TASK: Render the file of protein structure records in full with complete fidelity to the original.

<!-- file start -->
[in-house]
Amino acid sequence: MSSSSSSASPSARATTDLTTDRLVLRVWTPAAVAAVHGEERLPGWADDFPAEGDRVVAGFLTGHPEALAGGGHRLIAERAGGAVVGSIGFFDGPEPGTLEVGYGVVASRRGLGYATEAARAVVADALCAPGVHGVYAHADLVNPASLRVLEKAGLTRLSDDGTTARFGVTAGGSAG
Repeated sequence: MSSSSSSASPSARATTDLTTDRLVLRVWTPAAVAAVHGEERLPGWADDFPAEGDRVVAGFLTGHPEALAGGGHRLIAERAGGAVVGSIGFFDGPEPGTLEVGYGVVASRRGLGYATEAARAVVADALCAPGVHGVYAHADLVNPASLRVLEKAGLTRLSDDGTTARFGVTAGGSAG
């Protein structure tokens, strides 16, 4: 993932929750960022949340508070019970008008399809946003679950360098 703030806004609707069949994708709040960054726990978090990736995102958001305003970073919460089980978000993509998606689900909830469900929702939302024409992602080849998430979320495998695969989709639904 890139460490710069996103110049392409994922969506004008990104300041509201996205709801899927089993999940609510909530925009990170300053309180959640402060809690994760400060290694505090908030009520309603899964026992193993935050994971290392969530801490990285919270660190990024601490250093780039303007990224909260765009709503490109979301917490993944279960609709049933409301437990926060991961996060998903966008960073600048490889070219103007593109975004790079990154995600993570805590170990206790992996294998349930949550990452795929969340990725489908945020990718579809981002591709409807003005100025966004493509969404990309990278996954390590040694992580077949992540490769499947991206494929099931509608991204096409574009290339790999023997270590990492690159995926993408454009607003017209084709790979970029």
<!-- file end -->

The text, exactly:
[in-house]
Amino acid sequence: MSSSSSSASPSARATTDLTTDRLVLRVWTPAAVAAVHGEERLPGWADDFPAEGDRVVAGFLTGHPEALAGGGHRLIAERAGGAVVGSIGFFDGPEPGTLEVGYGVVASRRGLGYATEAARAVVADALCAPGVHGVYAHADLVNPASLRVLEKAGLTRLSDDGTTARFGVTAGGSAG
Repeated sequence: MSSSSSSASPSARATTDLTTDRLVLRVWTPAAVAAVHGEERLPGWADDFPAEGDRVVAGFLTGHPEALAGGGHRLIAERAGGAVVGSIGFFDGPEPGTLEVGYGVVASRRGLGYATEAARAVVADALCAPGVHGVYAHADLVNPASLRVLEKAGLTRLSDDGTTARFGVTAGGSAG
């Protein structure tokens, strides 16, 4: 993932929750960022949340508070019970008008399809946003679950360098 703030806004609707069949994708709040960054726990978090990736995102958001305003970073919460089980978000993509998606689900909830469900929702939302024409992602080849998430979320495998695969989709639904 890139460490710069996103110049392409994922969506004008990104300041509201996205709801899927089993999940609510909530925009990170300053309180959640402060809690994760400060290694505090908030009520309603899964026992193993935050994971290392969530801490990285919270660190990024601490250093780039303007990224909260765009709503490109979301917490993944279960609709049933409301437990926060991961996060998903966008960073600048490889070219103007593109975004790079990154995600993570805590170990206790992996294998349930949550990452795929969340990725489908945020990718579809981002591709409807003005100025966004493509969404990309990278996954390590040694992580077949992540490769499947991206494929099931509608991204096409574009290339790999023997270590990492690159995926993408454009607003017209084709790979970029």